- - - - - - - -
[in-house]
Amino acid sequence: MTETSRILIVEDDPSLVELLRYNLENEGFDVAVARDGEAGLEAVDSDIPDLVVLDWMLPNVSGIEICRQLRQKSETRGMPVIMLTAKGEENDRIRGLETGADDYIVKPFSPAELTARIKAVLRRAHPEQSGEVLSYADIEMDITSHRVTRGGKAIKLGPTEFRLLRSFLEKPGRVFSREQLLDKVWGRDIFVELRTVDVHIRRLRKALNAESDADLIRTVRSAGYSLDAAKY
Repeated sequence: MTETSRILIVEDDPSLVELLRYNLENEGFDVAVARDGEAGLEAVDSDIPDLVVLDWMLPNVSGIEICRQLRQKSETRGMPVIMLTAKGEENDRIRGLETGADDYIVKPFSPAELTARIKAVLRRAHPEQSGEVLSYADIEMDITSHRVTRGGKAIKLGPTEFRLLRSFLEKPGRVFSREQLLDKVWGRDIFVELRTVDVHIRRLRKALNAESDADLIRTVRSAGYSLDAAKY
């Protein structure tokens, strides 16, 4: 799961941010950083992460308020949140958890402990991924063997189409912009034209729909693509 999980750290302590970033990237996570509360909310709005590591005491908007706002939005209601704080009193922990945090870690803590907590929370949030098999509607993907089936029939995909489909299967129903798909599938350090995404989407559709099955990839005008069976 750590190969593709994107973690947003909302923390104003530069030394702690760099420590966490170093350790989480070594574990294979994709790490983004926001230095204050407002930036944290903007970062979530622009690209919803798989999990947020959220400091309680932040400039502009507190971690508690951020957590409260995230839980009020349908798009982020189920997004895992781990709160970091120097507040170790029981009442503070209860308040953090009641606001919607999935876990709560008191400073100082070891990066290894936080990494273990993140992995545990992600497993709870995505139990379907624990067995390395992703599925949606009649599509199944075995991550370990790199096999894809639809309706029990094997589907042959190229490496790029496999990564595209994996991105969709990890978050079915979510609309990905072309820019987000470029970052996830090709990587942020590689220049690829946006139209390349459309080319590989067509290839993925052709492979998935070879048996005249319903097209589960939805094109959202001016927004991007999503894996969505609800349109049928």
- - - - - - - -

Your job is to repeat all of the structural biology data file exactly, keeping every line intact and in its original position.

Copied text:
[in-house]
Amino acid sequence: MTETSRILIVEDDPSLVELLRYNLENEGFDVAVARDGEAGLEAVDSDIPDLVVLDWMLPNVSGIEICRQLRQKSETRGMPVIMLTAKGEENDRIRGLETGADDYIVKPFSPAELTARIKAVLRRAHPEQSGEVLSYADIEMDITSHRVTRGGKAIKLGPTEFRLLRSFLEKPGRVFSREQLLDKVWGRDIFVELRTVDVHIRRLRKALNAESDADLIRTVRSAGYSLDAAKY
Repeated sequence: MTETSRILIVEDDPSLVELLRYNLENEGFDVAVARDGEAGLEAVDSDIPDLVVLDWMLPNVSGIEICRQLRQKSETRGMPVIMLTAKGEENDRIRGLETGADDYIVKPFSPAELTARIKAVLRRAHPEQSGEVLSYADIEMDITSHRVTRGGKAIKLGPTEFRLLRSFLEKPGRVFSREQLLDKVWGRDIFVELRTVDVHIRRLRKALNAESDADLIRTVRSAGYSLDAAKY
């Protein structure tokens, strides 16, 4: 799961941010950083992460308020949140958890402990991924063997189409912009034209729909693509 999980750290302590970033990237996570509360909310709005590591005491908007706002939005209601704080009193922990945090870690803590907590929370949030098999509607993907089936029939995909489909299967129903798909599938350090995404989407559709099955990839005008069976 750590190969593709994107973690947003909302923390104003530069030394702690760099420590966490170093350790989480070594574990294979994709790490983004926001230095204050407002930036944290903007970062979530622009690209919803798989999990947020959220400091309680932040400039502009507190971690508690951020957590409260995230839980009020349908798009982020189920997004895992781990709160970091120097507040170790029981009442503070209860308040953090009641606001919607999935876990709560008191400073100082070891990066290894936080990494273990993140992995545990992600497993709870995505139990379907624990067995390395992703599925949606009649599509199944075995991550370990790199096999894809639809309706029990094997589907042959190229490496790029496999990564595209994996991105969709990890978050079915979510609309990905072309820019987000470029970052996830090709990587942020590689220049690829946006139209390349459309080319590989067509290839993925052709492979998935070879048996005249319903097209589960939805094109959202001016927004991007999503894996969505609800349109049928």